PEOPLE are being urged to take extra care after further Fire Brigades Union strikes were announced.
Industrial action will take place every day from Saturday 9th August to Saturday 16th August, from 12pm to 2pm and 10.59pm to 11.59pm.
It does not affect Bridport Fire Station, which has retained firefighters who are not taking part in the strike.
Dorset Fire and Rescue Service will be providing a reduced emergency response during these FBU strikes. We are asking for the local community to help protect themselves and their loved ones from the risks of fire.
Darran Gunter, Chief Fire Officer, said: “While the industrial action is ongoing we will still be responding to 999 calls. Our priority will be to respond to those calls where lives may be at risk or someone needs to be rescued. If we respond to non-emergency calls then those most in need, could be at risk, so please only ring 999 if a fire engine is really needed.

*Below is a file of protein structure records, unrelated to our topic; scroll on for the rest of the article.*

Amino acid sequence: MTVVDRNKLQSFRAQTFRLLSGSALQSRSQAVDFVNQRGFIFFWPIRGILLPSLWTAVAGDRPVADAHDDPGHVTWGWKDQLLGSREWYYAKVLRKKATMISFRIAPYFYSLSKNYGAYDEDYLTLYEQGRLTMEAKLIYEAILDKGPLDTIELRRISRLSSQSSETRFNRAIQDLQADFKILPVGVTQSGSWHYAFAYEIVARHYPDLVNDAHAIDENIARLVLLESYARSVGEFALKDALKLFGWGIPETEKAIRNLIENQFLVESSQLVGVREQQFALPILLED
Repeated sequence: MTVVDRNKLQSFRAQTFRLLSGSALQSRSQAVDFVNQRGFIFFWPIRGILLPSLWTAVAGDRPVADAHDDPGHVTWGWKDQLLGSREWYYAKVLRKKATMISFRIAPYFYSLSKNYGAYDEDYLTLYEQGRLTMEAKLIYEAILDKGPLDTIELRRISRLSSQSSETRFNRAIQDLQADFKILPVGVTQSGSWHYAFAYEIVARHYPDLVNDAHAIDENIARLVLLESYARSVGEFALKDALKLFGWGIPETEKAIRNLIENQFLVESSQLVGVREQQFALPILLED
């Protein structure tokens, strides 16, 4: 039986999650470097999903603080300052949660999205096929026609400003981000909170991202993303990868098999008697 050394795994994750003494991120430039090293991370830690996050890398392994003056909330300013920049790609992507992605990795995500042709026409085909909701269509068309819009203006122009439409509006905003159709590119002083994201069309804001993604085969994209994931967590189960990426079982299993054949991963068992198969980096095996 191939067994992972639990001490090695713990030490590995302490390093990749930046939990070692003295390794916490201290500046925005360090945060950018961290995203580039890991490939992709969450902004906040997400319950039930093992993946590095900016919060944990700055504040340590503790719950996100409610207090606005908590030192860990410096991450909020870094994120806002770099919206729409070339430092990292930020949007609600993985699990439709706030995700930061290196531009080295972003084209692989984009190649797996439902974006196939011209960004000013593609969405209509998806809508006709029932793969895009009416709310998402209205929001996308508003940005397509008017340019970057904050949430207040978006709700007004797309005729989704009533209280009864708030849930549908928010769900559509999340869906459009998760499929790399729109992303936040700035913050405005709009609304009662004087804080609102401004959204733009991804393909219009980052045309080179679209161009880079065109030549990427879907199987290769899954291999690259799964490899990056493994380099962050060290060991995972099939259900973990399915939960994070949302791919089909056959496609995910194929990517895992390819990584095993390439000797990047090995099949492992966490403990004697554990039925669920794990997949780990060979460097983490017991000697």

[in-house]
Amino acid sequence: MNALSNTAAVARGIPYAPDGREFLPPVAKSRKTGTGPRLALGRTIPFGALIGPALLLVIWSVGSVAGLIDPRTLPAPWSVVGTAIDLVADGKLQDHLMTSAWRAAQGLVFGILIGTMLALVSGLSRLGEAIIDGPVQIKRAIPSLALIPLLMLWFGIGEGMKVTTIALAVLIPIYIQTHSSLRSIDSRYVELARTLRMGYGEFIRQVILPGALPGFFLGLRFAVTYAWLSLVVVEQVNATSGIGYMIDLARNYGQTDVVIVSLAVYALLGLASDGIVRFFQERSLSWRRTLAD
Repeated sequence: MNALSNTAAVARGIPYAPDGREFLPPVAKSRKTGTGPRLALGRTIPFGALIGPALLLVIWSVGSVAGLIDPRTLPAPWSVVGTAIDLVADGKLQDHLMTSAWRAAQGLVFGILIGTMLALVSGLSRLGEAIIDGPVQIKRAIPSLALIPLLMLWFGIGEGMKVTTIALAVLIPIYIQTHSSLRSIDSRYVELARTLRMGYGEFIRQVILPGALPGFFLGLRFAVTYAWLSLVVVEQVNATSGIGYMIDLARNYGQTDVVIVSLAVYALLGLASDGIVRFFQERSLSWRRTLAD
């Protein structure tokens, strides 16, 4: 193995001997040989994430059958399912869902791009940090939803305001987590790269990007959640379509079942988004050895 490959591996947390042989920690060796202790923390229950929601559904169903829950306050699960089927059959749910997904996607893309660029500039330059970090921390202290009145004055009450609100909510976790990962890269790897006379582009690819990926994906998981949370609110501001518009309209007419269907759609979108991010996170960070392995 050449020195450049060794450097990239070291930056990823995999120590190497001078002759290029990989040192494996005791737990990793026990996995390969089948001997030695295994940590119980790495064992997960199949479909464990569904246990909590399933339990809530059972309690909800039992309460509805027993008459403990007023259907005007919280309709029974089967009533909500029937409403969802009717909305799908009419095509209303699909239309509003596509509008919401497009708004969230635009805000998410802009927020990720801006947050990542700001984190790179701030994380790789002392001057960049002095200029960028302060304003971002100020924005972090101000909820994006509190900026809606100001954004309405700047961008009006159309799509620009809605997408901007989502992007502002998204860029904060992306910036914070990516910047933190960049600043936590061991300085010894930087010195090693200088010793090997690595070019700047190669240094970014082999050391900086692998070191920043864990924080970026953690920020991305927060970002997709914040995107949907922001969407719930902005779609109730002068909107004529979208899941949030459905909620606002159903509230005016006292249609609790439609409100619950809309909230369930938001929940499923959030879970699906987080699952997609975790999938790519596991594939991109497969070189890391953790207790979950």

He added: “We are urging members of the public to take extra care to reduce the risk of a fire breaking out in their home or on our heathland. Fires can start for a variety of reasons, from cooking being left unattended, to electrical faults or careless disposal of cigarettes. The best advice we can give is for everyone to ensure they have a smoke alarm in their home and to check the battery is working at least once a week.”
Smoke detectors provide an early warning of a fire and can give occupants vital extra minutes to escape, especially at night. But a smoke alarm can only save your life if it is working and the battery is checked regularly.
Heathland fires can also begin for a number of reasons but when they are caused accidently it is usually because of a carelessly discarded cigarette or cooking left unattended. If you are out enjoying our heathland this week, please consider how you can protect it from fire. If you see anything suspicious please contact Dorset Police on 101 or Crimestoppers on 0800 555 111.
Dorset Fire and Rescue will be using predominantly our large proportion of on-call firefighters to crew around 50% of the normal amount of fire engines